A new hope for Star Wars fans: The Force (sort of) exists, says Winnipeg prof
University of Winnipeg professor explores 'the Force' as latest Star Wars movie makes its premiere
As any Star Wars fan can tell you, "the Force" is what gives a Jedi power — but it's also a complicated physics phenomenon in this galaxy, a University of Winnipeg professor says.
As Star Wars: The Last Jedi opens in theatres, University of Winnipeg professor and Canada Research Chair in quantum materials discovery Christopher Wiebe looked into a phenomenon in modern physics that resembles the mystical power from the immensely popular space-fantasy franchise.
The Force, as explained by Jedi knight Obi-Wan Kenobi in the first Star Wars movie, is an energy field created by all things that binds the galaxy together. Wiebe said quantum entanglement is a similar concept.
"It's a tantalizing idea to describe how different bodies can be connected," he told CBC Radio's Up To Speed.
Quantum entanglement is a phenomenon that connects particles over large distances if they have previously been entangled, then separated, Wiebe said, giving a hypothetical — and Star Wars-specific — example.
If Last Jedi baddie Kylo Ren hides a red lightsaber in one box, and hero Rey hides a blue one in the other, quantum theory dictates that those objects are neither red nor blue, he said.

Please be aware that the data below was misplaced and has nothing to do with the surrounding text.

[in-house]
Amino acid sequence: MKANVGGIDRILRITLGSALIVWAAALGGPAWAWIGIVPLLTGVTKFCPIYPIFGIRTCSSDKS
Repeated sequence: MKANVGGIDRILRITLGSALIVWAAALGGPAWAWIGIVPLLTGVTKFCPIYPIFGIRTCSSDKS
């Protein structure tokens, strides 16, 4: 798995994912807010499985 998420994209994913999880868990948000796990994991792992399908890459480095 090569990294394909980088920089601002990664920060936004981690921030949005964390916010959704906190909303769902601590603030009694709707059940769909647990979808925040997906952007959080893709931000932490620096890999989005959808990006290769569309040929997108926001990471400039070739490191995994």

It's only when Rey checks the box and she discovers whether it's red or blue that the lightsaber in the other box becomes the other colour — in this theory, the two lightsabers are connected over a large distance, Wiebe said.
"It was seen as a controversial idea in physics when it was first proposed, but now physicists have done experiments to show that particles can be connected over a large distance," Wiebe said.
While they aren't nearly as complex as lightsabers, research has shown this concept in action in certain particles.
Force-based powers like telekinesis and telepathic communication are still outside the realm of possibility, unfortunately — at least as far as modern science has discovered.
"I don't think physicists will be reading minds anytime soon, or else they'll all be at the poker table in Vegas," Wiebe said
With files from Up To Speed